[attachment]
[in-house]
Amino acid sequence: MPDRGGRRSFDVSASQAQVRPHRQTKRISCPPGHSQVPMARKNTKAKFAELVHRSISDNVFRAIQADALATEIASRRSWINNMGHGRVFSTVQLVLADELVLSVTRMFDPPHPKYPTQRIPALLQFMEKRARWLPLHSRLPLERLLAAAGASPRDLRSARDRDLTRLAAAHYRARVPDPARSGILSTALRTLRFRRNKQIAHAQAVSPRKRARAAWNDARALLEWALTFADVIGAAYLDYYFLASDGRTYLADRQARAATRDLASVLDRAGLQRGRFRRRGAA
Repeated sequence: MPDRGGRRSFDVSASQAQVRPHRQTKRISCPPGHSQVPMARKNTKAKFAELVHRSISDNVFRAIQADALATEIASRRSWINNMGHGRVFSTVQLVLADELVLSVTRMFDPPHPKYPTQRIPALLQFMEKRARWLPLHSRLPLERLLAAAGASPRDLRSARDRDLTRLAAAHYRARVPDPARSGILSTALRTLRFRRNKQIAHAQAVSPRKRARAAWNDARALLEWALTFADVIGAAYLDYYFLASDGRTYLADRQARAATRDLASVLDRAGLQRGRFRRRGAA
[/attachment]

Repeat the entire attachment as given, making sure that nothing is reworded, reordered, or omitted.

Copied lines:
[in-house]
Amino acid sequence: MPDRGGRRSFDVSASQAQVRPHRQTKRISCPPGHSQVPMARKNTKAKFAELVHRSISDNVFRAIQADALATEIASRRSWINNMGHGRVFSTVQLVLADELVLSVTRMFDPPHPKYPTQRIPALLQFMEKRARWLPLHSRLPLERLLAAAGASPRDLRSARDRDLTRLAAAHYRARVPDPARSGILSTALRTLRFRRNKQIAHAQAVSPRKRARAAWNDARALLEWALTFADVIGAAYLDYYFLASDGRTYLADRQARAATRDLASVLDRAGLQRGRFRRRGAA
Repeated sequence: MPDRGGRRSFDVSASQAQVRPHRQTKRISCPPGHSQVPMARKNTKAKFAELVHRSISDNVFRAIQADALATEIASRRSWINNMGHGRVFSTVQLVLADELVLSVTRMFDPPHPKYPTQRIPALLQFMEKRARWLPLHSRLPLERLLAAAGASPRDLRSARDRDLTRLAAAHYRARVPDPARSGILSTALRTLRFRRNKQIAHAQAVSPRKRARAAWNDARALLEWALTFADVIGAAYLDYYFLASDGRTYLADRQARAATRDLASVLDRAGLQRGRFRRRGAA